Title: Elymus sibiricus populations drive the community of root-associated arbuscular mycorrhizal fungi in a monoculture agroecosystem
Authors: Zhong Rui, Xie Wengang, Zhang Xingxu* Nan Zhibiao
Journal: Science China Life Sciences (生物一区, IF2018=3.583)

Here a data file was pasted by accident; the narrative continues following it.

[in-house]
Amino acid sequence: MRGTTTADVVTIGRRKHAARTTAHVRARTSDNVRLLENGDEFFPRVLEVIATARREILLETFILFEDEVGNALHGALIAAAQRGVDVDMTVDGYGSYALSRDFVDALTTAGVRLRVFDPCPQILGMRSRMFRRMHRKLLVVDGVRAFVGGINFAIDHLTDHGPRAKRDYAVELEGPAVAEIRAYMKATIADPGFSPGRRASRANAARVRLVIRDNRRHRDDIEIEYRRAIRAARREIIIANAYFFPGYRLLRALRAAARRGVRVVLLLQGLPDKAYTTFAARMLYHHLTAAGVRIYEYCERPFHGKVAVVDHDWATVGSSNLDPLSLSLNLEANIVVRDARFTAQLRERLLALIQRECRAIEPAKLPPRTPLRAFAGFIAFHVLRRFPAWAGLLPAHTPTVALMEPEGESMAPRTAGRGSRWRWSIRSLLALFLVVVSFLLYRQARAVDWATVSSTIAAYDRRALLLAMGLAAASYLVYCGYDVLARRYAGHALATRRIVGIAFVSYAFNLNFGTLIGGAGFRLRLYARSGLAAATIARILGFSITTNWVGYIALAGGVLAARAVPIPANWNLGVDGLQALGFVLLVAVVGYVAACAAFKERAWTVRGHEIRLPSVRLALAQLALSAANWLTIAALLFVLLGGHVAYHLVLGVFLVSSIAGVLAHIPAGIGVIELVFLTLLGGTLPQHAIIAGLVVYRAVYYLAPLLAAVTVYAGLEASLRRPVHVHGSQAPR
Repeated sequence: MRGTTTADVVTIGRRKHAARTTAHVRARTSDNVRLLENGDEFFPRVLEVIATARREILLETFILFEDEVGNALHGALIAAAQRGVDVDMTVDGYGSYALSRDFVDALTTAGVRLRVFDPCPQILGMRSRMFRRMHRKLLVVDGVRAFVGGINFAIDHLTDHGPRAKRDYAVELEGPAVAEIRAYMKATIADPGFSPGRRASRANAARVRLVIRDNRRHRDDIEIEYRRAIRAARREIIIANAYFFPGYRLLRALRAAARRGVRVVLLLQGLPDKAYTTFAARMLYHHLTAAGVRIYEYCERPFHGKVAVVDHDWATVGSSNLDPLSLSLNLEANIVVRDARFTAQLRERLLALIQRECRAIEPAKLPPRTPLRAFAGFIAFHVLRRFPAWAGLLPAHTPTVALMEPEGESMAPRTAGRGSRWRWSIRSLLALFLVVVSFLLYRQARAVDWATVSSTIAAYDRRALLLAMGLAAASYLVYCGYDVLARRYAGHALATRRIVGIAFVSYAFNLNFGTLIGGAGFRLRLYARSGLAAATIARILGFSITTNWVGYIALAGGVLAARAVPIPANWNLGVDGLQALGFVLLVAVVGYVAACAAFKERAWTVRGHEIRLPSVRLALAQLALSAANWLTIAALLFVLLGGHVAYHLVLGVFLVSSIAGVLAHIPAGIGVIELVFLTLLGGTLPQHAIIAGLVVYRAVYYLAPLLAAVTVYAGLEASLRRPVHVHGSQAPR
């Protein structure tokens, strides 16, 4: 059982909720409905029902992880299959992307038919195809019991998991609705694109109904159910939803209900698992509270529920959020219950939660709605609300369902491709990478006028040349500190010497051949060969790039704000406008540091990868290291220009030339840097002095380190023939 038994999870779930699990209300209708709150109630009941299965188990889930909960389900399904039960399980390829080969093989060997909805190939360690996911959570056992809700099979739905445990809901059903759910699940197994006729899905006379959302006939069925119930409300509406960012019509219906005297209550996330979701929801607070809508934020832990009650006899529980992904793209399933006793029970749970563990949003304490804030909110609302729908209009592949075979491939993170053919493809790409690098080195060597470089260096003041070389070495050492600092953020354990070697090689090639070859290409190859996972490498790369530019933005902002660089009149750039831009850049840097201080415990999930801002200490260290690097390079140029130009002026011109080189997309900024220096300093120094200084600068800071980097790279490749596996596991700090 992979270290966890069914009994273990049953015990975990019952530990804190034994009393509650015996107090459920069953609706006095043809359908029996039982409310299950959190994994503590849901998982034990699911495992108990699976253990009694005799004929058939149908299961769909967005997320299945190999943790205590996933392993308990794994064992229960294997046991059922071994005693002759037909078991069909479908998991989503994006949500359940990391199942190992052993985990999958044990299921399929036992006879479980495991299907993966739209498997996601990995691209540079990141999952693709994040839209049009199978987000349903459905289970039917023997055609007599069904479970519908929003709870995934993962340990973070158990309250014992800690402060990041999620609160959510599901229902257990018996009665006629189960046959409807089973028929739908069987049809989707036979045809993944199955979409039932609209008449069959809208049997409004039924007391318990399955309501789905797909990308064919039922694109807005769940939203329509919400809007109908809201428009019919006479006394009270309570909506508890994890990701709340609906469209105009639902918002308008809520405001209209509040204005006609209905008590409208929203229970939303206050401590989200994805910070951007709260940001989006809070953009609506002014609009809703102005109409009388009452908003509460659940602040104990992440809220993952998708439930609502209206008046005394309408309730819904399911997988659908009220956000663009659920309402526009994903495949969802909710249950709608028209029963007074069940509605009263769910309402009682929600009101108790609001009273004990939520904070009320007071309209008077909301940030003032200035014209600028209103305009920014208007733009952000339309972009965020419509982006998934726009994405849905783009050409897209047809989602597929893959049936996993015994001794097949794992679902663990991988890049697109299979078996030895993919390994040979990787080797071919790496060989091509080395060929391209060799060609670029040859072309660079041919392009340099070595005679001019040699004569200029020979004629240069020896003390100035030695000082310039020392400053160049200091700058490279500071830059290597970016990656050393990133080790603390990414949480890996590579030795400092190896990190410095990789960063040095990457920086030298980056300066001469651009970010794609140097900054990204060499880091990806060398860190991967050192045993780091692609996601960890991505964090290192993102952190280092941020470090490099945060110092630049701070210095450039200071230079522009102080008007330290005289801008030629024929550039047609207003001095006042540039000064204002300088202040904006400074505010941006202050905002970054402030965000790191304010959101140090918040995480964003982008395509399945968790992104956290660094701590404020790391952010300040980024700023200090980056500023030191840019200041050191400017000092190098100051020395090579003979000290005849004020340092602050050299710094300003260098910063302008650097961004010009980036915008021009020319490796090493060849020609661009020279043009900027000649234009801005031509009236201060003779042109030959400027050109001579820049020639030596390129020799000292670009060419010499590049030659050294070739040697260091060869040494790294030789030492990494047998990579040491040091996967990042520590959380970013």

Abstract: Arbuscular mycorrhizal fungi (AMF) belonging to phylum Glomeromycota, form symbiotic associations with roots of over 80% of land plant species in terrestrial ecosystems (van der Heijden et al., 2015). A growing body of evidence shows that symbiotic AMF are important for plant growth and health (van der Heijden et al., 2015). A plant root is commonly associated with a complex AMF community in terrestrial ecosystems (Pivato et al., 2007; Davison et al., 2015; Mao et al., 2015). The diversity and composition of AMF in the roots of several model plants (Pivato et al., 2007) and crops (Mao et al., 2015) has been widely studied. The host plant is a key factor affecting the root-associated AMF community (RAMFC), and studies found that the effects of host plants on RAMFC could be operating on the levels of different species (Pivato et al., 2007), cultivars (Mao et al., 2015) and plant genotype (An et al., 2010). Elymus sibiricus is one of the most commonly distributed cool-season perennial grasses found in temperate regions and is becoming increasingly important as a forage grass to providing good quality forage for livestock (Chen and Jia, 2002). Some studies had been focused on the symbiotic association between forage plants in Elymus and AMF (Liu et al., 2012; Chu et al., 2016), and the presence of AMF in roots appears likely to improve the resistance of E. nutans to cold stress (Chu et al., 2016) and increase the biomass of this grass species (Yang et al., 2018). The present study was conducted to investigate, using sequencing technology, the potential host effects of E. sibiricus populations on the diversity of their RAMFC.